Advice for Faculties, Service Areas on how to prepare
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The cloud file storage service, Box, will be withdrawn during 2020 following significant changes to the licensing model. The plan is to for Information Services (IS) to help users migrate team data into SharePoint and individual data (your own files) into OneDrive.
The original deadline for moving content from Box to SharePoint was the end of July. However, due to current circumstances we are now aiming for the end of the year. IS are currently focussing on the migration of research data from Box as this is the quickest way to get our Box total down (and subsequently reduce our subscription fee). We will then turn our attention to team data. While this is not likely to really kick off until August onwards in earnest, there is plenty of work you can be doing to get ready for your SharePoint migration.
Beyond this project, after all files from Box have been moved to SharePoint, IS will be looking at moving all network files onto SharePoint. It is worth keeping this in mind when looking at folder structures.
What is SharePoint (and OneDrive)
SharePoint is a web-based application used for data storage, collaboration and document management. It works alongside the other Microsoft Office 365 products that we are already using such as Teams, OneDrive, Word, Excel etc.
OneDrive is your own personal space on SharePoint. This is where you can create, collaborate and share your own work files. This is like your H drive and should be used for document creation and sharing with small numbers of colleagues. SharePoint can be accessed from OneDrive, so it is easy to move files around.
SharePoint can be accessed through the Office 365 button on the portal or through Microsoft Teams (each Files area in a channel has a link to ‘open in SharePoint’).
Step One – clean out your box data.
Ask your whole team to go through their Box files and delete any old or unwanted files. This will help to reduce the current subscription costs for Box and will ensure obsolete files are not moved to SharePoint. This includes removing all personal files (photos, music etc) from Box. The link below offers suggestions on where you can access personal cloud storage services. For example, if you have Amazon Prime, you can store unlimited photos in Amazon Photos.
Step Two – Check whether you already have a SharePoint presence that you could use for your Team data.
If you have already created one or more MS Teams for your area, and shared files in those MS Teams, you already have a SharePoint site for each Team. Every time a new Team is created and files shared in conversations/on the Files tab of a channel, an underlying SharePoint site is also created. You don’t have to use these underlying SharePoint sites for your data migration but it’s worth checking what’s already been created as you may have set up a perfectly good Teams/SharePoint structure without realising. Login to Office 365 via the portal > O365 > SharePoint to see if you already have access to some SharePoint sites that are associated with MS Teams.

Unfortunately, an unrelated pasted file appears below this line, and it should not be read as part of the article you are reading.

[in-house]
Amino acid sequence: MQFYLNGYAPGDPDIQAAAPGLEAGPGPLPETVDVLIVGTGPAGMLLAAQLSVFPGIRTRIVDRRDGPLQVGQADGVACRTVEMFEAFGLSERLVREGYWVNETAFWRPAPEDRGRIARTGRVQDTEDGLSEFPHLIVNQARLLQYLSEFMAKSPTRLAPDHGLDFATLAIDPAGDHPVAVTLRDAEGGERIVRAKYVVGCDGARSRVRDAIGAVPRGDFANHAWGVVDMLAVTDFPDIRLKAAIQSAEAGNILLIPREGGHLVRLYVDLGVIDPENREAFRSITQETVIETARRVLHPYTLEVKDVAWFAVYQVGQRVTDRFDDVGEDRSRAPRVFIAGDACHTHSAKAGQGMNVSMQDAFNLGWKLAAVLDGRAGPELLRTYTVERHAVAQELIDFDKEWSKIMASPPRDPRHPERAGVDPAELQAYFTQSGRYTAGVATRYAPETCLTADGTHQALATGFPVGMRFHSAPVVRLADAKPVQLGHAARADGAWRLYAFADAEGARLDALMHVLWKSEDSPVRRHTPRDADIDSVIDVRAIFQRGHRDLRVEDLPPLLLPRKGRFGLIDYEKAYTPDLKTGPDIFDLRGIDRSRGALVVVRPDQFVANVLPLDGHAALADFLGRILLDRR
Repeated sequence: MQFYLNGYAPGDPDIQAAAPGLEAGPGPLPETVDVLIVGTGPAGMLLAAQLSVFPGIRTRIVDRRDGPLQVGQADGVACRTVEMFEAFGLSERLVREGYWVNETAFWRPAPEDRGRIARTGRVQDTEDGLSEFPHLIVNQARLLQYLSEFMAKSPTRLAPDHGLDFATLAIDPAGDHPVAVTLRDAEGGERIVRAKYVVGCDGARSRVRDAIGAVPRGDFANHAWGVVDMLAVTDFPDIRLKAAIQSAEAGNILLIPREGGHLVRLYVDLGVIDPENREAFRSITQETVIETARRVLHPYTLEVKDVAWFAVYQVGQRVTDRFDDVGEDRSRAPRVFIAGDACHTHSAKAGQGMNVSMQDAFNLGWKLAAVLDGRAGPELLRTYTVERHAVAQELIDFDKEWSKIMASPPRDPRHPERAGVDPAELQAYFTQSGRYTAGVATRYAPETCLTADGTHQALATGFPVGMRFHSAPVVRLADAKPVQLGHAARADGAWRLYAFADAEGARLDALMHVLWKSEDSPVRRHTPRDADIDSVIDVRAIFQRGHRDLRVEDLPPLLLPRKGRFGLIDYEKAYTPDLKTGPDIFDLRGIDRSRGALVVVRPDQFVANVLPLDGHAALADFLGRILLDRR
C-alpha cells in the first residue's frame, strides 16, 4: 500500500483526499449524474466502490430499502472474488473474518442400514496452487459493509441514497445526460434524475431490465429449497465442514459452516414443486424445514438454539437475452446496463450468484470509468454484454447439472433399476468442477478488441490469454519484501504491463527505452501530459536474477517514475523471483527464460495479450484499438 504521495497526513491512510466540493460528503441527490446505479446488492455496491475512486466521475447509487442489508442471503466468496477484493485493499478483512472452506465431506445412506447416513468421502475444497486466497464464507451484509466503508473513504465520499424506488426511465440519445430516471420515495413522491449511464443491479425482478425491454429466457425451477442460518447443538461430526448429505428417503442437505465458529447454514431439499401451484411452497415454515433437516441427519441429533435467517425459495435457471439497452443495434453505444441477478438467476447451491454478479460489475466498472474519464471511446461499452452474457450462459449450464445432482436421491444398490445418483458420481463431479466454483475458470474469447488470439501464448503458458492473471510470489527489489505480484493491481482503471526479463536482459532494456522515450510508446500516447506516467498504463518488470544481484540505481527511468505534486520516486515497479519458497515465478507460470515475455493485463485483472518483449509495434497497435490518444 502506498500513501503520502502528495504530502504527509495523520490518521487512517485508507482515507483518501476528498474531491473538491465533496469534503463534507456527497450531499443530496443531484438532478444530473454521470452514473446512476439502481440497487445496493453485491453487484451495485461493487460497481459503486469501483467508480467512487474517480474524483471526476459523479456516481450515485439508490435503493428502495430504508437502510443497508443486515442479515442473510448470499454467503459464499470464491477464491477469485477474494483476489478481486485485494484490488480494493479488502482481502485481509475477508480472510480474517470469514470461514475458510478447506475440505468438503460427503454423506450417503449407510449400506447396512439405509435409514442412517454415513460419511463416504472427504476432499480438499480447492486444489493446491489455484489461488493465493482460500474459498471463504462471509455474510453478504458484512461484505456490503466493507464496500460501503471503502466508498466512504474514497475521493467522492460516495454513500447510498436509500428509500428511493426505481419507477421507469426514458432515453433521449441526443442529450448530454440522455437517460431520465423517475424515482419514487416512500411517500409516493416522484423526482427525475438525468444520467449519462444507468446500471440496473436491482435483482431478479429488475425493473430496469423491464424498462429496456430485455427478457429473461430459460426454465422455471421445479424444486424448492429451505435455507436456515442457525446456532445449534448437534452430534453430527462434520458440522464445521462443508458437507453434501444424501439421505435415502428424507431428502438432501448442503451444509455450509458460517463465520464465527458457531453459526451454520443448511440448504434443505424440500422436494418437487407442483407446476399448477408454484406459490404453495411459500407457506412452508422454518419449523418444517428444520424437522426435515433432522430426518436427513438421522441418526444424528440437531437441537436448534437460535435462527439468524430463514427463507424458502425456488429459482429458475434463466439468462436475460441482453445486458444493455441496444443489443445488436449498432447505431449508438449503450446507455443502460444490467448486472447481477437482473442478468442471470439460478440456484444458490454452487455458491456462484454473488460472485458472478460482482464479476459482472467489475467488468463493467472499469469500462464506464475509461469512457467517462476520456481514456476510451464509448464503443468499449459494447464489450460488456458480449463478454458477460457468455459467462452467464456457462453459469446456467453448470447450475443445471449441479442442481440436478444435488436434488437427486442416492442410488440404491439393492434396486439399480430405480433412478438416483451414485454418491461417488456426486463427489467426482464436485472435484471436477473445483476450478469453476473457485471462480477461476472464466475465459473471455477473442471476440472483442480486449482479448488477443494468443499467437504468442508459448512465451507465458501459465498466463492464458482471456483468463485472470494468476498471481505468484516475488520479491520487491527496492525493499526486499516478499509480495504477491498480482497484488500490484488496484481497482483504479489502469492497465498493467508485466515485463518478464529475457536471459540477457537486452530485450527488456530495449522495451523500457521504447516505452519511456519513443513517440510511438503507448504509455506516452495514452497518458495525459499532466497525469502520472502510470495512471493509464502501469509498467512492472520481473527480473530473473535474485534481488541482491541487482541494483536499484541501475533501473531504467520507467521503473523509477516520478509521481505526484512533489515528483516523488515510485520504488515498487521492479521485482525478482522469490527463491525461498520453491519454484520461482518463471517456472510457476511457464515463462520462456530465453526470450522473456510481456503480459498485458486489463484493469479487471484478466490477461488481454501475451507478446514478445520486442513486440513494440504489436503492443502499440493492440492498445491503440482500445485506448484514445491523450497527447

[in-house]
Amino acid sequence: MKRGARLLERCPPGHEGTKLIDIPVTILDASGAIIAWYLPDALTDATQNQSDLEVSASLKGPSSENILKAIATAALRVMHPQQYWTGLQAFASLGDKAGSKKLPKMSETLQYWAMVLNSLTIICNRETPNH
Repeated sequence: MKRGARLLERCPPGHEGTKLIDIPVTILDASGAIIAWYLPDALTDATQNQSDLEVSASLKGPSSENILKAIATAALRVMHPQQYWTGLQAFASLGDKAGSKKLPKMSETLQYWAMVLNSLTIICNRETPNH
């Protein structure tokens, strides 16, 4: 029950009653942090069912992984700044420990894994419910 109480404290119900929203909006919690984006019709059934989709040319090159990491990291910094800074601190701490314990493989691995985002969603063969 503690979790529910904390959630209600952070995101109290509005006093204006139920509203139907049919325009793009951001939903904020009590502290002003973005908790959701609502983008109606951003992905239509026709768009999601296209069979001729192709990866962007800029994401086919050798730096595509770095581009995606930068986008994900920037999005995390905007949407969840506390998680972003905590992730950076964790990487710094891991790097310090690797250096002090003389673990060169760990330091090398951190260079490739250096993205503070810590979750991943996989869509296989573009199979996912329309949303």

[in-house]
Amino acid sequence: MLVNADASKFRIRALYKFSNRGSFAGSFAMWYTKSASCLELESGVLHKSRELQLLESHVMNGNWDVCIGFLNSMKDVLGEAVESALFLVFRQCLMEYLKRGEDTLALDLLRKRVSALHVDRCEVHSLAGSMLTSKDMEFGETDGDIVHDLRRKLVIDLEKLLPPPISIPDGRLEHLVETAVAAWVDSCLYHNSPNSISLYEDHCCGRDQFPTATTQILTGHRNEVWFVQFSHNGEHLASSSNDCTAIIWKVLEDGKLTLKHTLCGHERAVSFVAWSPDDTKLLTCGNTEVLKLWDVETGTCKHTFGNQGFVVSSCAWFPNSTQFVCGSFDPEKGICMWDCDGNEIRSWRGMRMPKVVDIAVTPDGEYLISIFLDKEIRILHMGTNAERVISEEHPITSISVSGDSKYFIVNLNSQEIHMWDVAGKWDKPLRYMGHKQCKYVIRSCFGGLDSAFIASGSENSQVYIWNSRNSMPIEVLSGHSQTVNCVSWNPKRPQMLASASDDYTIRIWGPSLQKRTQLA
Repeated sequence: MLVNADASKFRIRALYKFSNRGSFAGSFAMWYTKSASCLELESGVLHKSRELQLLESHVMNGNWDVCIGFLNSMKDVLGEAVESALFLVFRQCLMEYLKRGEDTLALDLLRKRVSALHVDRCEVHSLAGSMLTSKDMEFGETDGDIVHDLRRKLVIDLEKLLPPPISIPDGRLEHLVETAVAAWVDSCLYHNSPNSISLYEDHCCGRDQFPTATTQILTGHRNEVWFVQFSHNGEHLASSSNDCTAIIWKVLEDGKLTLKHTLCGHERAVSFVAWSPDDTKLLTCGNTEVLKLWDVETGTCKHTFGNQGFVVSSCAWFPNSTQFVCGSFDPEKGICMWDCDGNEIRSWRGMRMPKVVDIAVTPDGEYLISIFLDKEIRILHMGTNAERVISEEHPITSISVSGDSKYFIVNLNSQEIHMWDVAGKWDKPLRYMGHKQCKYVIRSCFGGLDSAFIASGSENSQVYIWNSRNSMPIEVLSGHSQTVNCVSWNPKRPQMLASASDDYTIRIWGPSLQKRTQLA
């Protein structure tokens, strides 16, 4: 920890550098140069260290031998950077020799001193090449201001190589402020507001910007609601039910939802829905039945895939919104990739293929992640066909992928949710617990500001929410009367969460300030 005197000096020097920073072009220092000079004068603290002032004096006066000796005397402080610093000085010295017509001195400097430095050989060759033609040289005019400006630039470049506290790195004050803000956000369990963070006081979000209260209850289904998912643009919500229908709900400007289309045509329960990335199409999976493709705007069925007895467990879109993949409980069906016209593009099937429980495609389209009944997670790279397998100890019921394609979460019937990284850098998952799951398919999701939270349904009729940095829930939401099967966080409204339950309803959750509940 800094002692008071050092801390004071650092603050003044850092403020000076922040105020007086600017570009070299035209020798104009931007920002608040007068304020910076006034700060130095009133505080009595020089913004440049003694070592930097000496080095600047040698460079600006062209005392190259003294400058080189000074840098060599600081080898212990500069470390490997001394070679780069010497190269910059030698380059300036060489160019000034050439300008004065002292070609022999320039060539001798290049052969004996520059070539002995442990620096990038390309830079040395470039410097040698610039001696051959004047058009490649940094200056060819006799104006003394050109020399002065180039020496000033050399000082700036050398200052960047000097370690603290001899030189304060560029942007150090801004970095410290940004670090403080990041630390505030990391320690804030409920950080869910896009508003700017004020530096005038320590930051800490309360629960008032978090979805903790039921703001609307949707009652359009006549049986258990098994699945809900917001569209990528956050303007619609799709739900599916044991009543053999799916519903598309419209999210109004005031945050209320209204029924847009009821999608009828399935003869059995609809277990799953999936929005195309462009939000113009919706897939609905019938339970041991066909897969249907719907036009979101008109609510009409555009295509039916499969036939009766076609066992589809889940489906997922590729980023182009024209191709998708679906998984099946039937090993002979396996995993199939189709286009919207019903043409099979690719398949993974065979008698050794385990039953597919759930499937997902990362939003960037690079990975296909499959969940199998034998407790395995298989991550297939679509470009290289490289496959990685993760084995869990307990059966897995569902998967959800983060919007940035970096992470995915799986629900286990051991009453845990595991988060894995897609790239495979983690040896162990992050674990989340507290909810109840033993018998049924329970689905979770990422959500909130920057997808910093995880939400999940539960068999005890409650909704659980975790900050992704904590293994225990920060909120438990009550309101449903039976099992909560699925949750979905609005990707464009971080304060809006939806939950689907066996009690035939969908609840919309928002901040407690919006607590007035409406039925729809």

Step Three – consider what you want for your SharePoint structure
Types of SharePoint site
There are two options on how SharePoint sites can be set up.
A communications hub could be set up as a central site. This offers a glossy layout, internal newsletter functionality and a blog function amongst others. Links to a number of sub sites can be created. This is the model that IS use (see link below). This is most useful for the glossy look and feel but not necessary if you just want to store Team documents. IS use this site for files of relevance to the whole Service. Link to site.
IS SharePoint site
A team site is the more common default option. The home page is still configurable and has news functionality.
If you already have an MS Teams site, the underlying SharePoint site will look similar to this.
typical Team site
In either style of site, your data goes into the DOCUMENTS area. We will place any migrated data from Box into the DOCUMENTS area in a folder called ‘From Box’
Figuring out a good SharePoint structure
For the purposes of this exercise, think of a SharePoint site like a giant network folder for storing team data. If you are in a small team where everyone shares the same team data, one folder (site) might be enough for you. Larger areas like Faculties and Service Areas will probably want more than one folder (site) with different groups of staff accessing each site. No matter how many sites you set up, all Documents areas can hold multiple different folders with sub folders (just like network file store) where you can build a sensible folder structure.
If you don’t have a sensible structure emerging from your MS Teams, start at the very beginning with a bit of paper (or MindGenius /PowerPoint/ MS Whiteboard) and sketch out what you think would be a logical structure for your team documents.
The IS SharePoint structure is available below as an example:
The central IS site holds documents for the whole of IS. We chose the Hub Communication site (these have to be setup by IS) so that we could use the newsletter functionality for our internal team news, and the Documents area for our team files.
Each of the other sites are Teams sites with underlying SharePoint sites. They pretty much map to the team structure of IS, with a couple of exceptions like ‘Project Management’.
Step 5 – contact IS
When you think you have a plan, contact IS to start discussions about your migration and how we go about transferring your data from box to SharePoint. (Please be aware there may be a delay in getting back to you depending on progress with the transfer of research data which has to take priority to reduce our Box subscription).
You can contact us via the Information Centre as usual.